Issue: Telecommuters pose unique legal risks, and courts are still figuring out what employers are liable for.
Risk: Complaints and lawsuits over workers' comp, overtime, discrimination and more.
Action: Devise an employee telecommuting policy that covers the five issues described below.
Employment laws surrounding telecommuting are still evolving. For example, a court recently had to sort out this puzzle: If a telecommuting employee works in Florida and her employer's office is in New York, where is she entitled to receive unemployment compensation if she loses her job? No court had addressed that issue before. But a New York court said eligibility depends on where the worker is located, not the employer.
Advice: To help lower your organization's legal risks, devise a telecommuting policy that protects you on these fronts:
- Workplace injuries and insurance. Workers' comp cases often hinge on whether an injury is truly "work related," and that's even more difficult to determine with injured teleworkers. Also, what's your responsibility to ensure a safe workplace for telecommuters?
First, the good news: OSHA has never inspected a home office. That said, even if OSHA liability doesn't exist, exposure to workers' comp liability does. So it's wise to inspect home offices and set home-office safety guidelines. If your telecommuter holds meetings in his or her home office with third parties, make sure your liability insurance covers their injuries, too.
- Confidentiality. To protect company information, require teleworkers to maintain separate "work only" areas and keep documents in locked file cabinets. Ask IT to add a layer of security, passwords, etc., to protect the organization's computer network when telecommuters access it.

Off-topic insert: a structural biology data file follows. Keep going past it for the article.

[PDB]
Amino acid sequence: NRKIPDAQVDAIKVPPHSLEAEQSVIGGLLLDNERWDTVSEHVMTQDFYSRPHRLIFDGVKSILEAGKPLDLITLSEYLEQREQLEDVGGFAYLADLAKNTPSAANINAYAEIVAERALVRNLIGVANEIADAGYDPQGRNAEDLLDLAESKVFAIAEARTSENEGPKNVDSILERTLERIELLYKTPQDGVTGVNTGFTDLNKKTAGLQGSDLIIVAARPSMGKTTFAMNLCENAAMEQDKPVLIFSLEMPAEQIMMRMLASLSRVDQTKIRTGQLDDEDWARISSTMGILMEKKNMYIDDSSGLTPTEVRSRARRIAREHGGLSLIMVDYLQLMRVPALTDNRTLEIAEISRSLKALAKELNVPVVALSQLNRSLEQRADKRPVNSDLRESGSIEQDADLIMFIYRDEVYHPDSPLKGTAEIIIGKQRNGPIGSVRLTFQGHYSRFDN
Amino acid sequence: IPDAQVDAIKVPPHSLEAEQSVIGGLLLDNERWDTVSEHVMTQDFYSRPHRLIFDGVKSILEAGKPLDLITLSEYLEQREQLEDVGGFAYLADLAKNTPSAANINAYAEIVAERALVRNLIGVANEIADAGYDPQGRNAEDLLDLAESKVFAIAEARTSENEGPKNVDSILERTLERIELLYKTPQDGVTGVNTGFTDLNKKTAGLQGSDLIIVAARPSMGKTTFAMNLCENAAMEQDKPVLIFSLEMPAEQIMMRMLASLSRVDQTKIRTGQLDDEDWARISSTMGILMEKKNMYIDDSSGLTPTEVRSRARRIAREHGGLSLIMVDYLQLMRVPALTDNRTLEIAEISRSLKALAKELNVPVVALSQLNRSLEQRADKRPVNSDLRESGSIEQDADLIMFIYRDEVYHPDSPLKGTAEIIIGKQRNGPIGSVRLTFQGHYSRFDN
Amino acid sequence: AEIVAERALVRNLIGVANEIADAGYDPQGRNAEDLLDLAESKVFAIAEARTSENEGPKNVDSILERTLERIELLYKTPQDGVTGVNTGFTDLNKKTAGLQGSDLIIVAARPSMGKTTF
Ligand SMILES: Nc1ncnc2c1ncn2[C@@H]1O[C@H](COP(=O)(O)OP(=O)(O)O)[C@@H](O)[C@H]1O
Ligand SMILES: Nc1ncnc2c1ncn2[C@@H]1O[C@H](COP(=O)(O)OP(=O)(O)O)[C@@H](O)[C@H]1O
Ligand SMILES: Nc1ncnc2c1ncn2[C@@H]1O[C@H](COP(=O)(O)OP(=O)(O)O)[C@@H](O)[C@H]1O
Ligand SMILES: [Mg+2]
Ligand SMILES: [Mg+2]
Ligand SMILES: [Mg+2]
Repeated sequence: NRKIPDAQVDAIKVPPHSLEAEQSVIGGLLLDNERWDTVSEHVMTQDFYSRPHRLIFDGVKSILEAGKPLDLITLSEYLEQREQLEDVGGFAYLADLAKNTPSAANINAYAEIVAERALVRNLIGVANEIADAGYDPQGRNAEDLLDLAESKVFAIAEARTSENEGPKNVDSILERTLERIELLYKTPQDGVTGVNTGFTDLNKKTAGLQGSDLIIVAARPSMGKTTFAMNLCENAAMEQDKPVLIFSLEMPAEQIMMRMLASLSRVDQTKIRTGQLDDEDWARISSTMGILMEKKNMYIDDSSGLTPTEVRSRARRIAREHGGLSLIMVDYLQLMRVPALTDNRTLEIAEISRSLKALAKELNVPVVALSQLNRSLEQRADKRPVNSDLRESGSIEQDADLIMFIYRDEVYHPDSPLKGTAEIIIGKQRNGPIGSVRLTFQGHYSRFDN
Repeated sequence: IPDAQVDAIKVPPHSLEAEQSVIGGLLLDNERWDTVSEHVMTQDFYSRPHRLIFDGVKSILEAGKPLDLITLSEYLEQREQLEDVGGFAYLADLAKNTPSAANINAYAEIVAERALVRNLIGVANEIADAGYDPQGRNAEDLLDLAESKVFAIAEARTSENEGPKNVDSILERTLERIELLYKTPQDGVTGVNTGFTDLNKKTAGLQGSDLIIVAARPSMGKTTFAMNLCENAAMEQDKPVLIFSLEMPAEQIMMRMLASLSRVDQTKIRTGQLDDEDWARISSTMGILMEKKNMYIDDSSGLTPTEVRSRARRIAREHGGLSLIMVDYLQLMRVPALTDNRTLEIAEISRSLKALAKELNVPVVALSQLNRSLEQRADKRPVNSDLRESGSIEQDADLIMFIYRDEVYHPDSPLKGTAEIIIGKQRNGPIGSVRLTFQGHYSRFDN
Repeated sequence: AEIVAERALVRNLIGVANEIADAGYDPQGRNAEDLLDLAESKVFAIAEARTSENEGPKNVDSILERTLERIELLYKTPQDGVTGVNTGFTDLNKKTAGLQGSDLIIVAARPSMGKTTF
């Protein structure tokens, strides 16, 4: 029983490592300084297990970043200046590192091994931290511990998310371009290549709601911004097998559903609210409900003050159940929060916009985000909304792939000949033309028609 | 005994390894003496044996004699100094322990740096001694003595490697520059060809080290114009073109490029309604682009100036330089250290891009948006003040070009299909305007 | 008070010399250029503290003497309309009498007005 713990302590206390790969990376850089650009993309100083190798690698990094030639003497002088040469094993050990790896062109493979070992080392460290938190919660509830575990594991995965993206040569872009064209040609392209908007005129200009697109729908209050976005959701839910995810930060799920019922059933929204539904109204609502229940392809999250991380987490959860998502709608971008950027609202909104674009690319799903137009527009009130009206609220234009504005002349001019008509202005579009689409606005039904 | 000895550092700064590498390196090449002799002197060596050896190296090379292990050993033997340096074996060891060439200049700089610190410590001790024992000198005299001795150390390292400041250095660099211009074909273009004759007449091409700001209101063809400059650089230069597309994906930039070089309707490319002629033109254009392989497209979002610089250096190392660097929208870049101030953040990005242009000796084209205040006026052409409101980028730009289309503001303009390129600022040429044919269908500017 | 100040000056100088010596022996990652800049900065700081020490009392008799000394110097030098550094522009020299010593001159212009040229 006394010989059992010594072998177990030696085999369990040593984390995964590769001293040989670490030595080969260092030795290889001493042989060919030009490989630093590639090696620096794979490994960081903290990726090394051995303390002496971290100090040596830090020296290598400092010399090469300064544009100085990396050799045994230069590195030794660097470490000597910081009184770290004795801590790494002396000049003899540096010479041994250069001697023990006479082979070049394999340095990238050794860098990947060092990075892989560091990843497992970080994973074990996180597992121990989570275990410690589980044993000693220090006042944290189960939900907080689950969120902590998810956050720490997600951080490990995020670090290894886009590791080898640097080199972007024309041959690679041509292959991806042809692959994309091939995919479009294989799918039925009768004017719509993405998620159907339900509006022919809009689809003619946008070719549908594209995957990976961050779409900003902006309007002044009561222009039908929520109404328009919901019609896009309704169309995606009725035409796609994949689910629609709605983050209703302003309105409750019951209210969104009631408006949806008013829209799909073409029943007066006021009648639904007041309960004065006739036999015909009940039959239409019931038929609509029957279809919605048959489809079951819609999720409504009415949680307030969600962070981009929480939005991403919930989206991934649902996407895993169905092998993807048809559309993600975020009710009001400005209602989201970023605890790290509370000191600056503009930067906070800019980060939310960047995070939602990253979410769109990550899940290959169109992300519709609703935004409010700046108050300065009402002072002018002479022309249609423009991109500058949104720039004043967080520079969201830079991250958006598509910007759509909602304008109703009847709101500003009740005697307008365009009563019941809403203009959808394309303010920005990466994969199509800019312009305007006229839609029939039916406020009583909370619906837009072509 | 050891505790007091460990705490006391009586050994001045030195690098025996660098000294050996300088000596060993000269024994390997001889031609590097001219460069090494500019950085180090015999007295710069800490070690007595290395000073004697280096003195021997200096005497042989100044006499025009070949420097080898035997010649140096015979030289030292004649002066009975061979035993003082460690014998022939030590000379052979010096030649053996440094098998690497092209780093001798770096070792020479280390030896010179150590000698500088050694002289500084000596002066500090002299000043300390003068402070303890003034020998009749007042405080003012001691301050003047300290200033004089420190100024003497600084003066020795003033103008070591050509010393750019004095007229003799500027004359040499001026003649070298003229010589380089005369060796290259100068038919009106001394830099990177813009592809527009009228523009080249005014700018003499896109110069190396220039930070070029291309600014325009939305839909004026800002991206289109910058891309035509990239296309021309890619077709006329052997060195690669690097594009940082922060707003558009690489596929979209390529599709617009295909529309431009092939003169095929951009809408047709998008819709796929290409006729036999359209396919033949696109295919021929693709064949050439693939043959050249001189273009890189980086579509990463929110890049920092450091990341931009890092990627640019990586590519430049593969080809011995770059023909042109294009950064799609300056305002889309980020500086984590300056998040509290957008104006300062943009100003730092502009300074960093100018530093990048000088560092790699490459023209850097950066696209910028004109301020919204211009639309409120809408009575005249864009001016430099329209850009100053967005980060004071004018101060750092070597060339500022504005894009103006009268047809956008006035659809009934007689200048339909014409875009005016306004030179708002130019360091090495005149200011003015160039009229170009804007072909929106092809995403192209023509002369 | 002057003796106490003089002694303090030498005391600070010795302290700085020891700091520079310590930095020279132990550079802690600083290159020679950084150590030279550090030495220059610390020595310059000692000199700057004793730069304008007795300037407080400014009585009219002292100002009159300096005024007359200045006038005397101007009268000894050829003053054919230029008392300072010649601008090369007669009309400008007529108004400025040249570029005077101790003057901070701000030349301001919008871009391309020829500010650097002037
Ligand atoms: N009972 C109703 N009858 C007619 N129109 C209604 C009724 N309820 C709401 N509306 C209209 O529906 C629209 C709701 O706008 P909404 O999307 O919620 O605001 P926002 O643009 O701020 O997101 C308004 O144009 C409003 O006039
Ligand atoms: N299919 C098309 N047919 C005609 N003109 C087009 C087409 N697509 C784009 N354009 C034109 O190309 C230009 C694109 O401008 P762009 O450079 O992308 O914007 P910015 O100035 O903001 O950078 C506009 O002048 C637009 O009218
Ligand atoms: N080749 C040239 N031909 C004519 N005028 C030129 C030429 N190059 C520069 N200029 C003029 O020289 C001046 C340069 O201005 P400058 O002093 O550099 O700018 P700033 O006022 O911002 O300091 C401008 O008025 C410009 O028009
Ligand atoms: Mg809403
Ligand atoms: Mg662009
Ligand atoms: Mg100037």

- Wage-and-hour compliance. Monitoring telecommuters' work time is almost impossible. That's why you should give them, especially nonexempt, hourly teleworkers, strict guidelines regarding their work hours.
Remember, you're on the hook for all hours that work, regardless of whether you requested or approved such work. You can, however, discipline telecommuters who work beyond the agreed-upon schedule.
- Accommodations for disabled employees. Recent guidance from the Equal Employment Opportunity Commission says you must offer disabled employees the same opportunities to work from home that you provide nondisabled employees. Caution: That could mean making exceptions to some of your telecommuting policies. Example: waiving a requirement that employees work for the organization at least a year before becoming eligible to telecommute.
- Equal treatment. As with any , you must administer telecommuting arrangements in a consistent, nondiscriminatory manner. Best bets: Describe in your telecommuting policy which jobs can and cannot be performed off-site, and that telecommuting arrangements are voluntary.
- How to Fire an Employee the Legal Way: 6 Termination Guidelines
- More free lawyers may lead to more litigation
- Harassing Our Vets at Work: Unpatriotic for Sure, But Is It Illegal?
- Develop procedures for breaks that accommodate disabilities
- Don't consider FMLA leave when tallying employee's 'excessive' absences